Every culture that has sent its representatives to our grateful shores has, along with hard working people who had dreams of a new life and guts of cast iron, given America its language, folk lore but, most of all, food. This morning our subject is Irish Soda Bread.
I have always viewed Irish Soda Bread the way my Italian friends thought of gravy, what we call sauce. Just as any self respecting Italian would rather go hungry than be forced to eat pasta covered in Ragu, so, too, do I have my standards when it comes to Irish Soda Bread for no two soda breads are ever alike.
No matter how nice they look in their bakery wrapper, and regardless of the wonderful aroma that that permeates the bakery when you get the bakery-bought Irish Soda Bread home and attempt to slather it with butter, well, let’s just say it sucks. Supermarket Irish Soda Bread may suck even more. The only recourse true Irish Soda Bread Aficionados have is to only eat homemade Irish Soda Bread. But even here one must tread carefully. There are a lot of wannabes out there but Jimmy is here to help you. Take this down:
Lizzie McHugh’s Irish Soda Bread Recipe
First. My Mother never had a recipe. She winged it. One day when Eileen and I were still living in New Rochelle, I called her for her recipe. She obliged and I baked. I love having the first piece when the bread is still piping hot and the butter melts right into it. I didn’t love it this time. It didn’t even taste as good as a supermarket bread. I called her back and told her. She was confused and had me repeat what I had done. “I never said a tablespoon of sugar, you need at least a third of a cup.” Ok, I wrote the corrected recipe down and made a terrific Irish Soda Bread, just like Momma’s. Here it is for your baking and eating pleasure:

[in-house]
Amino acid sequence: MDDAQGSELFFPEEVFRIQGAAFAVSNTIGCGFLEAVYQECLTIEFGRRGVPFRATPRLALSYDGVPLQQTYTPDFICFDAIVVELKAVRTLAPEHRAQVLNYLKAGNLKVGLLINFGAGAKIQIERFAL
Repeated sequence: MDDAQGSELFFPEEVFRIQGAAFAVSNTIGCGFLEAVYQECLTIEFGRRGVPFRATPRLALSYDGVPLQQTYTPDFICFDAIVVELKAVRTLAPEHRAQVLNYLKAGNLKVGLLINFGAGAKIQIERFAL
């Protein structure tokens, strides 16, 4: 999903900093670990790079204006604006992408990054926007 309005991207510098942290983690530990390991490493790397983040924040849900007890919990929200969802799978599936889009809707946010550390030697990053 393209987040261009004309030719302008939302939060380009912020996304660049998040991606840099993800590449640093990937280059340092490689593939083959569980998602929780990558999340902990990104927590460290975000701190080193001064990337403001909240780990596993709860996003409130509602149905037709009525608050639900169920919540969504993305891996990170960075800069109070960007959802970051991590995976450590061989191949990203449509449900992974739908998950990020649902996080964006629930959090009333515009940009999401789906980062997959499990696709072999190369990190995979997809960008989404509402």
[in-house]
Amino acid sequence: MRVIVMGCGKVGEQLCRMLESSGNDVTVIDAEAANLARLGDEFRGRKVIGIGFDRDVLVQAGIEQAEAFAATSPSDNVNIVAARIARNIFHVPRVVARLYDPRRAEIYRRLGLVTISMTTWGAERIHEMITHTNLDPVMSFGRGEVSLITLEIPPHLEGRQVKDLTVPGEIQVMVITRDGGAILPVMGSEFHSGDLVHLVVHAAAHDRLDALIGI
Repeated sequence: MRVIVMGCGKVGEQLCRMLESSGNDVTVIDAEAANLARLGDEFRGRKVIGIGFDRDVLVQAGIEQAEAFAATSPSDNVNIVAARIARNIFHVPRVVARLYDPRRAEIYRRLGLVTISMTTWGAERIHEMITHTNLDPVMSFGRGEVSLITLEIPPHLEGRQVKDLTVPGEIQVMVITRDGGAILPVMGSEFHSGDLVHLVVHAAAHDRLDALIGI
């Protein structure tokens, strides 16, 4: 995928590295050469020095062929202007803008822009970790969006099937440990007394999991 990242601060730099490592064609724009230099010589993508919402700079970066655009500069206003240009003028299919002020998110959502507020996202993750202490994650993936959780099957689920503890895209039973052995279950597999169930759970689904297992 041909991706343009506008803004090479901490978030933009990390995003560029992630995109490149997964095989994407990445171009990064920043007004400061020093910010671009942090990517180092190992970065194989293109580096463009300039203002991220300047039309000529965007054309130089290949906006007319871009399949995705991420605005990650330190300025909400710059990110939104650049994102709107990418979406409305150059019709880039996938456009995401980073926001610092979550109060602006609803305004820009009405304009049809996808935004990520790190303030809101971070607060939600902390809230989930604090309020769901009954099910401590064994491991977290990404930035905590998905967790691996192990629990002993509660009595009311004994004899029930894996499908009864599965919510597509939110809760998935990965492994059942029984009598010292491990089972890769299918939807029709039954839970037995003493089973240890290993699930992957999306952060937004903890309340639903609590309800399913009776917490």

3 1/2 cups of flour
2/3 cup of sugar
3 tsp baking powder
1/4 tsp baking soda
1-tblsp caraway seeds (I like more I’m just saying)
1/2 half box of raisins
Beat the two eggs and add butter (let melted butter cool down) and enough buttermilk to bring the total mixture to 2 cups.
Add the liquid and dry mixtures and combine and place into a greased baking pan, round or loaf.
Put into a pre-heated 350-degree oven and bake for about an hour. Ovens vary so I would check at the 50-minute mark.
Let cool…but not that long as there is nothing on Earth quite like a warm piece of Irish Soda Bread.
Happy Saint Patrick’s Day everybody.